Debugging with Visual Studio
Table Of Contents
Whether you’re porting an existing project or starting from scratch, the Native Client Visual Studio add-in makes it easier to set up, build, run and debug your Native Client app by integrating the Native Client SDK development tools into the Visual Studio environment.
The Native Client add-in for Visual Studio helps you develop your application more efficiently in many ways:
- Organize and maintain your code as a Visual Studio project.
- Iteratively write and test your application more easily. Visual Studio handles the details of launching a web server to serve your module and run the module in Chrome with a debugger attached.
- Compile your module into a dynamically-linked library (DLL) using Visual Studio’s C/C++ compiler and run it as a Pepper plugin. This allows you to develop code incrementally, coding and/or porting one feature at a time into the Pepper APIs while continuing to use native Windows APIs that would otherwise be unavailable in an actual Native Client module.
- Use Visual Studio’s built-in debugger to debug your code while it’s running as a Pepper plugin.
- Compile your module into a .nexe or .pexe file using the Native Client SDK tools and run it as a bona fide Native Client module.
- Use the Native Client debugger, nacl-gdb, to test your code when it’s running as a Native Client object.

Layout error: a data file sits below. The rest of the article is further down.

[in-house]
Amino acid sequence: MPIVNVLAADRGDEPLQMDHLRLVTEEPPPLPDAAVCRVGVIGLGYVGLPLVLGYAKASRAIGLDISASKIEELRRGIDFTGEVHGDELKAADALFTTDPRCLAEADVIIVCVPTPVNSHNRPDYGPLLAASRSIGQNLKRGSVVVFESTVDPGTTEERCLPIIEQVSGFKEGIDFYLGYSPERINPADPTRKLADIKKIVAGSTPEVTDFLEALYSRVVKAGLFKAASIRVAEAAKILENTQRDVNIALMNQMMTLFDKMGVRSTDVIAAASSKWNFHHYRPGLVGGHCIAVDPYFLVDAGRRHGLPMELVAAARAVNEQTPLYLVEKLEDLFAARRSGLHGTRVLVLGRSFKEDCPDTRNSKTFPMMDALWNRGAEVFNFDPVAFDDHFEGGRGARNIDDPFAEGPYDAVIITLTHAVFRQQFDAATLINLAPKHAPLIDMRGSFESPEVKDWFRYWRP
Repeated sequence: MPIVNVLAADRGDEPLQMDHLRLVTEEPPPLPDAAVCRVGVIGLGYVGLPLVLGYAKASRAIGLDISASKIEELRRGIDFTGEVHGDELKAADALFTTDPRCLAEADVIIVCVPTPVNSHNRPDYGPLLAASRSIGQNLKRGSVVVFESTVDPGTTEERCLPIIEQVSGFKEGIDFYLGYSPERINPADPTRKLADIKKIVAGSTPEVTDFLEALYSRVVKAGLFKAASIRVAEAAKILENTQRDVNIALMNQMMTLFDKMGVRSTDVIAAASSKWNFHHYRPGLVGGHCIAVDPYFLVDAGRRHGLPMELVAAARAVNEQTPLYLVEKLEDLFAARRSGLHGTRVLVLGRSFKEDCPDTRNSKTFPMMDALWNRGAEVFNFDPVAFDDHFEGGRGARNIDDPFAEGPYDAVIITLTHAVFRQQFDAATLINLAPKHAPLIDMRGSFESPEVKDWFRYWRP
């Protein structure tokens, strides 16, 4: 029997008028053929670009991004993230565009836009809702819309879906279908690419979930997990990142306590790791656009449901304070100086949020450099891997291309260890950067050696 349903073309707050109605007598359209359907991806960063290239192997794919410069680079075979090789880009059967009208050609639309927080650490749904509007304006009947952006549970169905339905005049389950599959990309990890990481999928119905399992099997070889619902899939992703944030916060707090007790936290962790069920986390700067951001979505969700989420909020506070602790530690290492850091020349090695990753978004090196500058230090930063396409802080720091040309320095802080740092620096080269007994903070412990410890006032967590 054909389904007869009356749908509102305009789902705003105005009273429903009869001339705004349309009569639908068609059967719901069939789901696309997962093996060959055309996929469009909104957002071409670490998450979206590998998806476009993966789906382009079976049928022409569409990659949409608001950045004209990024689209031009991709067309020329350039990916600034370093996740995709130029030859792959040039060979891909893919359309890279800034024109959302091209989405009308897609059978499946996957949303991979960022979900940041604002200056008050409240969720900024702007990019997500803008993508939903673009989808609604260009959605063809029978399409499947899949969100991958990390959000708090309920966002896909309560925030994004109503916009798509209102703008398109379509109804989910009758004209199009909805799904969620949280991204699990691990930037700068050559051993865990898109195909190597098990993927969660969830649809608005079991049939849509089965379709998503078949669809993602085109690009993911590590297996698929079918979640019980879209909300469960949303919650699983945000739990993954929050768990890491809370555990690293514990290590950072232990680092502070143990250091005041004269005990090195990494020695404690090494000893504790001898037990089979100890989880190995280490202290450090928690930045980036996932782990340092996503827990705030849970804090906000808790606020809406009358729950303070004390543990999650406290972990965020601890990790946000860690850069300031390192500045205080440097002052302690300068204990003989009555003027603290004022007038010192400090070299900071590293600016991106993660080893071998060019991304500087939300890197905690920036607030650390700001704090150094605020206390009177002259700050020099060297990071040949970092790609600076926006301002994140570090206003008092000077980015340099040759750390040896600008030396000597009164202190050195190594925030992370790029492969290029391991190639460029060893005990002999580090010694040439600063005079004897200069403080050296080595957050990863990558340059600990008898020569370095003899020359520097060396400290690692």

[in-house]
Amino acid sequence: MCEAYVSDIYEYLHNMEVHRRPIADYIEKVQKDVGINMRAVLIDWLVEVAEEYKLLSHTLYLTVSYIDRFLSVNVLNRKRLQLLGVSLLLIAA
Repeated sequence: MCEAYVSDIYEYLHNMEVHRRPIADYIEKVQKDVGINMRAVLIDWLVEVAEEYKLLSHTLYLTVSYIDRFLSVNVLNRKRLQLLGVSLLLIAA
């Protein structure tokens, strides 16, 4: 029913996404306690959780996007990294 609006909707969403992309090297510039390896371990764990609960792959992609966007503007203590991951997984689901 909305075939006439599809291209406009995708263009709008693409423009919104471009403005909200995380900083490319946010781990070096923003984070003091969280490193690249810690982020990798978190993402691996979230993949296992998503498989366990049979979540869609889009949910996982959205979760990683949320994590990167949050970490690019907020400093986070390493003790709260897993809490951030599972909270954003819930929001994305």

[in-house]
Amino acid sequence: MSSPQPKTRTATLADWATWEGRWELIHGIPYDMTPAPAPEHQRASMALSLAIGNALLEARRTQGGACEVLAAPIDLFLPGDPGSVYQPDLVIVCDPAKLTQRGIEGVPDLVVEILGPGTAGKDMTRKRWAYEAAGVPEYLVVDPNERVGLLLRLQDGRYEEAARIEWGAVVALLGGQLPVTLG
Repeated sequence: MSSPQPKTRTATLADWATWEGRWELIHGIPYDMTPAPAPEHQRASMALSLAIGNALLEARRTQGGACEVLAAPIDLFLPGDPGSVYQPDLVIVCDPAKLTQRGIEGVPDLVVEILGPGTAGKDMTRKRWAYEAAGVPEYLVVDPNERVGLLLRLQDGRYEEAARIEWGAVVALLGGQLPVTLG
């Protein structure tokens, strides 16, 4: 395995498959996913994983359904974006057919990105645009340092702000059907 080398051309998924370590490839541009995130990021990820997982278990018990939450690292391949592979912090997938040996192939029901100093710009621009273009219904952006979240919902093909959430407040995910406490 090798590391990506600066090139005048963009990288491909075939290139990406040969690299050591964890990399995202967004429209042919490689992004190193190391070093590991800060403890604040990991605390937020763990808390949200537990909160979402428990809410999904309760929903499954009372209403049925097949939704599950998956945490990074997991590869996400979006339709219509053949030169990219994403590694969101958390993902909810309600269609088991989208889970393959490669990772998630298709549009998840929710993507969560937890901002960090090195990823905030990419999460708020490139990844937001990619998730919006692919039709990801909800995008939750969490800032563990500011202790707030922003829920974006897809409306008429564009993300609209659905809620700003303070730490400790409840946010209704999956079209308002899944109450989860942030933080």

The add-in defines five new Visual Studio platforms:
PNaCl. These platforms can be applied to the debug configuration of solutions and projects. The platforms configure the properties of your project so it can be built and run as either a Pepper plugin or a Native Client module. The platforms also define the behavior associated with the debug command so you can test your code while running in Visual Studio.
It is helpful to consider the Visual Studio add-in platforms in two groups. One contains the PPAPI platform only. The other group, which we’ll call the Native Client platforms, contains platforms that all have “NaCl” in their names:
PNaCl. The diagram below shows the platforms, the ways they are normally used, and the build products they produce.
Using platforms, your workflow is faster and more efficient. You can compile, start, and debug your code with one click or key-press. When you press F5, the “start debugging” command, Visual Studio automatically launches a web server to serve your module (if necessary) along with an instance of Chrome that runs your Native Client module, and also attaches an appropriate debugger.
You can switch between platforms as you work to compare the behavior of your code.
When you run your project, Visual Studio launches the PPAPI and Native Client platforms in different ways, as explained in the next sections.